The Honourable Minister of Health, Dr. Osagie Ehanire has described as “unfortunate” that Nigeria ranks among the World’s worst snakebite-affected countries, reaching epidemic proportions. By the records the Honourable Minister reeled out, Nigeria records an average of 20, 000 cases of snakebite every year with about 2, 000 people killed and between 1,700 and 2, 000 people whose leg or arm is amputated to save their lives after snakebite.
With this frightening statistics, the Honourable Minister recommended cooperation between academia, industry, public and private institutions for innovation and modernization to ensure the production and quality of snakebite treatments that is internationally accepted.
Dr. Osagie Ehanire was speaking during the commemoration event of the 2020 International Snakebite Day marked Thursday, 24th September, 2020 with a press briefing to create awareness for citizens.
The 2020 International Snakebite Day has the theme: “Ensuring Safe and Effective Treatment.”
The Minister stated that Snakebite poisoning known scientifically as 'envenomation' has been a public health problem in the world and in Nigeria for centuries, especially in rural areas.
Dr. Ehanire identified three main snake species are responsible for envenomation in Nigeria: the Cobra or Najanigricolis, the Puff Adder or Bitisarietans and the Carpet Viper or Echisocellatus. The Carpet Viper, he said is responsible for about 90% of bites and 60% of snakebite deaths.
He informed that about 5 million people are estimated to be bitten by snakes around the world every year, with up to 2.5 million people suffering envenomation. At least 100,000 of the victims lose their lives to these bites and up to 300,000 eventually suffer amputation or other permanent disability. About 1 million of the snakebites occur in Africa yearly with half of them requiring treatment.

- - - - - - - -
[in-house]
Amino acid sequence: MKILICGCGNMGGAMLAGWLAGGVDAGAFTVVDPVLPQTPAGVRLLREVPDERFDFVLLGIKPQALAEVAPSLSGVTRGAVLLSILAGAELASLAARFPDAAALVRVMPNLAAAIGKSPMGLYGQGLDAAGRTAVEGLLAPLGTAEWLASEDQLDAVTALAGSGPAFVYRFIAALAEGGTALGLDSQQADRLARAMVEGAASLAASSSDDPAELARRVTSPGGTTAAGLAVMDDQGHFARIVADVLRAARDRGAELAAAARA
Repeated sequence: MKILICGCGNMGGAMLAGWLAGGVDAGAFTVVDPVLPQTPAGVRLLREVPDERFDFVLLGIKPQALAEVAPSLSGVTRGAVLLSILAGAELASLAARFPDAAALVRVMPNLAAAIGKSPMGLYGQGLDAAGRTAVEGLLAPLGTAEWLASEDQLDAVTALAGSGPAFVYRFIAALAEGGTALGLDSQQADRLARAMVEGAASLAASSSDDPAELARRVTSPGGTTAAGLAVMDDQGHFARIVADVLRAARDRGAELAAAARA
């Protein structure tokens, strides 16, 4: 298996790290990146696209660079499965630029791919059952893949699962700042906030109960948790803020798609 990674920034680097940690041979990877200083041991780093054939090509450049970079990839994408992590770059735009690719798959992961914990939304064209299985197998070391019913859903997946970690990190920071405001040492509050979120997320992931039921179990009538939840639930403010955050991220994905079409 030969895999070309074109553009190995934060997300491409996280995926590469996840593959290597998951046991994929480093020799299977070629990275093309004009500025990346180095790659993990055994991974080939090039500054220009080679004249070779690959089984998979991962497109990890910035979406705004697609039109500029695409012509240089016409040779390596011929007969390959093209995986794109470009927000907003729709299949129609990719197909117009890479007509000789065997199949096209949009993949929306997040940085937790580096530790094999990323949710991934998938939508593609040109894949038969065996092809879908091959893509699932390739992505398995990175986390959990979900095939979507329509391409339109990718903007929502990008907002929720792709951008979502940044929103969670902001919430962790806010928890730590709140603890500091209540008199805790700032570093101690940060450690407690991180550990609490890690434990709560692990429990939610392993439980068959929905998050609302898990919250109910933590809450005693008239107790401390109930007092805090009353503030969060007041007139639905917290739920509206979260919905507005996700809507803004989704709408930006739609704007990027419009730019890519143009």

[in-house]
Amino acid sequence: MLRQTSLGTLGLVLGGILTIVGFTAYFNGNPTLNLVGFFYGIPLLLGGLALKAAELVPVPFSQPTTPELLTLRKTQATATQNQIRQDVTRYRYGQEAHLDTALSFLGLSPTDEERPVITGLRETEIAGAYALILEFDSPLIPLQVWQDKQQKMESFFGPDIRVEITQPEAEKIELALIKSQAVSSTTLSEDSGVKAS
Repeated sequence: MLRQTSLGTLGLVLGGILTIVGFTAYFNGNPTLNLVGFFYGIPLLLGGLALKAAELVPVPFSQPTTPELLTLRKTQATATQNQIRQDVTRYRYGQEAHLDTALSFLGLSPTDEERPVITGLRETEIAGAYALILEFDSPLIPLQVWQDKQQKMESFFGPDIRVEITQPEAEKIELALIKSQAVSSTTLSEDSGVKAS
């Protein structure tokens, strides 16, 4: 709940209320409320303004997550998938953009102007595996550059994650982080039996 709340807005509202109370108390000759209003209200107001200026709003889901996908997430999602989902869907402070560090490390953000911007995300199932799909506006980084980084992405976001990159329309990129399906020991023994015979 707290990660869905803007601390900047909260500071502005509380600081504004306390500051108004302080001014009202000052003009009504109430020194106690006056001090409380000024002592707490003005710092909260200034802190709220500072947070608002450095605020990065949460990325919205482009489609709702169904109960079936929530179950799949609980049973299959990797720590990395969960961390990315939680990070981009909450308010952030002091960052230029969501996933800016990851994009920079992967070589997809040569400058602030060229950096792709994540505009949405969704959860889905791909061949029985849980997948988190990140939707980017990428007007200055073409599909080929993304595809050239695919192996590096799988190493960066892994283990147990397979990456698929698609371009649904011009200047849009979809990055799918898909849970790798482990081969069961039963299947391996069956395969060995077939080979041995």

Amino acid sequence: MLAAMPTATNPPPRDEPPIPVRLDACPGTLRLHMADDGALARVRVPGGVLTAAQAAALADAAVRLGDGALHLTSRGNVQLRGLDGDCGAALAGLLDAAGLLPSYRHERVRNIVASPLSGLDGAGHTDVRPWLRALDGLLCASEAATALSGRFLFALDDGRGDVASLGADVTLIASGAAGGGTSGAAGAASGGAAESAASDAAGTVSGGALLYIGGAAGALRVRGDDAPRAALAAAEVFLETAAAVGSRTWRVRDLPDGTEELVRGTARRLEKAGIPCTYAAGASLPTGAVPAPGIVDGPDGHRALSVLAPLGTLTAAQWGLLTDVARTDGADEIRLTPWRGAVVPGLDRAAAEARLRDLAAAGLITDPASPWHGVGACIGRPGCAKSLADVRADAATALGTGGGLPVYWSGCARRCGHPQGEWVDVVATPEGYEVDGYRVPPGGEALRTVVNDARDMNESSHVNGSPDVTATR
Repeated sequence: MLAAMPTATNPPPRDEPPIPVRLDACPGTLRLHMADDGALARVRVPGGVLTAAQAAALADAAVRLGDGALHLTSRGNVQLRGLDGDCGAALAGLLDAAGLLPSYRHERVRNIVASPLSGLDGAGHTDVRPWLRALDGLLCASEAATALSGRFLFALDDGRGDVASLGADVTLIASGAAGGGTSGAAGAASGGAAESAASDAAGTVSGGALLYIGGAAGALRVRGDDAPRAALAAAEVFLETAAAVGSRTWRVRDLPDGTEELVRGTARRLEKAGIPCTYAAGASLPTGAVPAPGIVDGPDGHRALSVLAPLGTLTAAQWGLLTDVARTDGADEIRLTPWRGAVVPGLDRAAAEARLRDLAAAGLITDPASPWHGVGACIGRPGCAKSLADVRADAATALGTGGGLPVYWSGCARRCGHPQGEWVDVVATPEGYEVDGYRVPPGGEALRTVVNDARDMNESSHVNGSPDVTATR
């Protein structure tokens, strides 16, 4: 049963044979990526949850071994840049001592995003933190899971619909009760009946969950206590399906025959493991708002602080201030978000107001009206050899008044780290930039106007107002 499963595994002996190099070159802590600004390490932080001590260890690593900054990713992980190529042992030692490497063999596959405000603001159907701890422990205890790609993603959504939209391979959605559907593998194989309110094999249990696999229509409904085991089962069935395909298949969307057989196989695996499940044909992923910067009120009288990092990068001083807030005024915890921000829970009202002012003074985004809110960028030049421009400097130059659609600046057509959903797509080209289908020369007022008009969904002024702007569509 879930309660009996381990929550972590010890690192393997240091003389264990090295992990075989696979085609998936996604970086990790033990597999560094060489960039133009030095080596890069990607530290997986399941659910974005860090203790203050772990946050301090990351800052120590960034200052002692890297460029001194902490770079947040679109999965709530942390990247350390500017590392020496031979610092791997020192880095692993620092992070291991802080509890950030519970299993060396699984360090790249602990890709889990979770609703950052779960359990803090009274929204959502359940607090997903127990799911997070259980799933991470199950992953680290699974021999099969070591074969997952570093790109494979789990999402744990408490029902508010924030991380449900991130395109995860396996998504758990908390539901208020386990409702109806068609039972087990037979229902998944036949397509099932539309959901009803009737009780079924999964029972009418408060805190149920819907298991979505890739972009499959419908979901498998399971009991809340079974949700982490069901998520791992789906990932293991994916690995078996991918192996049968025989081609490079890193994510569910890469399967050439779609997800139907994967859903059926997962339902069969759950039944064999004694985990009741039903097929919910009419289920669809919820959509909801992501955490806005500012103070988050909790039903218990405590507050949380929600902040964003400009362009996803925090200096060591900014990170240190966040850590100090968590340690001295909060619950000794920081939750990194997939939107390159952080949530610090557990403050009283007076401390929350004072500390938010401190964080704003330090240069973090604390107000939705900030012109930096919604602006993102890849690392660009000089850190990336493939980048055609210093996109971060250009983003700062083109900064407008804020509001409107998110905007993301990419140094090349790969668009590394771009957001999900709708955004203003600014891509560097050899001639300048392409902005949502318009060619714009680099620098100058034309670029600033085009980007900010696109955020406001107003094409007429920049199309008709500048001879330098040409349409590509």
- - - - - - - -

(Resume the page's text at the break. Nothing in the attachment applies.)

The Honourable Minister of Health further disclosed that “About 20,000 snakebite victims are recorded every year, often rural women, children, peasant farmers, herdsmen and hunters (who) get beaten during planting and harvest season.” He added that States with the highest number of cases of snakebite in Nigeria are Adamawa, Bauchi, Benue, Borno, Enugu, Gombe, Kebbi, Kogi, Nasarawa, Oyo, Plateau, and Taraba. “Snakebite cases have increased recently due to excessive rainfall, and it leads to increased morbidity and mortality as a result of limited availability of antismoke-venom.”
The Minister revealed that the Snakebite Envenoming Programme of the Neglected Tropical Diseases Division in the Department Public Health, Federal Ministry of Health (FMoH), is marking this 2nd edition of the International Snakebite Awareness Day 2020 with the theme “Snakebite Envenoming: Ensuring safe and effective treatment”. Which is geared towards ensuring safety, effectiveness and efficiency in the treatment and management of snakebite patients adding that the health sector must foster a stable, sustainable market for safe, effective anti-venom at reasonable cost; ensure access to treatment; and ensure the production and quality of snakebite treatments that is internationally accepted through cooperation between academia, industry, public and private institutions for innovation and modernization.
By Grace Anyanwu